Friday, June 5, 2015

The Darling Dahlias & the Cucumber Tree: Review

The Darling Dahlias and the Cucumber Tree is the first book in Susan Wittig Albert's historical mystery series set in the Alabama of the 1930s. The Dahlias are the local garden club--a group of mostly middle-aged southern ladies determined to make the best of things even though the Great Depression has its grip on the country. They have just recently inherited the home of Dahlia Blackstone and made it their new clubhouse as well as adopting Mrs. Blackstone's first name for their garden club. Mrs. Blackstone's nephew was a bit miffed when the the will was ready. His wife had already picked out curtains and he was counting the money from the sale of their previous home.

The ladies have barely moved into the clubhouse before folks begin seeing the fabled Cartwright ghost (one of Mrs. Blackstone's relatives) wandering about the attached garden, spade in hand. Rumors say that Cornelia Cartwright is searching for her baby's coffin....or her baby's shoes...or maybe even the Cartwright family silver which was supposed to be hidden from the Yankees during the War Between the States. And it looks like the passing of her descendent has caused Cornelia to walk again. But that isn't the only disturbance in the town of Darling, Alabama. There is an escaped prisoner in the area, trouble at the local bank, a stolen car, and the murder of the beautiful Bunny Scott.

When the sheriff tries to pass Bunny's death off as an accident and to fasten the bank's troubles on a bank teller who is a friend of the Dahlias, the garden club ladies decide to do a bit of detecting of their own. They hunt down clues and talk to suspects and, since they're Southern ladies, they manage to do it without breaking a sweat or having a hair out of place. Given the time and place in which this is set, the men are a bit condescending and the ladies don't buck the system--when they finally put all the pieces together, they ask a lawyer (the boss of one of them) to take the evidence to the sheriff because they know full well that he won't take them seriously.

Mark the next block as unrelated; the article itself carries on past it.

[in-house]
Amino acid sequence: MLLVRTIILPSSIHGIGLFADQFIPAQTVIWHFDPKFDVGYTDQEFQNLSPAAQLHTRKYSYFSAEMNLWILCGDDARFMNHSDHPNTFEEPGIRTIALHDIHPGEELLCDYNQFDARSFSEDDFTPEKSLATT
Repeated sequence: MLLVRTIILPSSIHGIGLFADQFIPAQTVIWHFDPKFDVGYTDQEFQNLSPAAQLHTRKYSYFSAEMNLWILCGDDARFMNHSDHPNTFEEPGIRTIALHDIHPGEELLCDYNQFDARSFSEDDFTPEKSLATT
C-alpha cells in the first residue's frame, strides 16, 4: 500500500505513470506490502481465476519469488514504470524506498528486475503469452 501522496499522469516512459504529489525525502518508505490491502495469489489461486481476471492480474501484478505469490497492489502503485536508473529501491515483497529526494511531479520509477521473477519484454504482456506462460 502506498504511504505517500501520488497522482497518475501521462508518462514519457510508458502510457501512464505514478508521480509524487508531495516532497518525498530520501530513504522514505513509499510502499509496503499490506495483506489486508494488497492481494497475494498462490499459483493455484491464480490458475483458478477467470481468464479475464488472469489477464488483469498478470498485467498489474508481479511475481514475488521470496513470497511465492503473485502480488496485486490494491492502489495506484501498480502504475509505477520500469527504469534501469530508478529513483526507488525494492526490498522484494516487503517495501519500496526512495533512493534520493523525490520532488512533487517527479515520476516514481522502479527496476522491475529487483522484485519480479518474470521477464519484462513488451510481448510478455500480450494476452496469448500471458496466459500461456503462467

This is a very slow-moving, fluffy book. Lots of descriptions of gardens and houses and who is related to whom. A run-down of all the flowers in the gardens. A full menu of various foods through-out. And...well, another reason the ladies don't break a sweat while detecting is that they don't do a whole lot of it. Clues tend to fall into their laps and every person they talk to answers all their questions without batting an eye. If we took out all the extras and the book was straight detection only, the story would be about two and a half chapters long. The clues are all there and the solutions to the various problems shouldn't come as a major surprise--especially the "mystery" of the ghost.

That said, Albert does know how to write a historical novel. The pacing is perfect for the Depression-era South. And her details really give a good impression of the time period. The Dahlias are very believable characters and it was a lot of fun meeting them. Overall, a nice pleasant read--just don't expect an intricate puzzle plot. ★★

1 comment:

fredamans said...

I like fluff. Especially in southern fiction.. .lol... Sounds like a good read when you want something light.
Great review!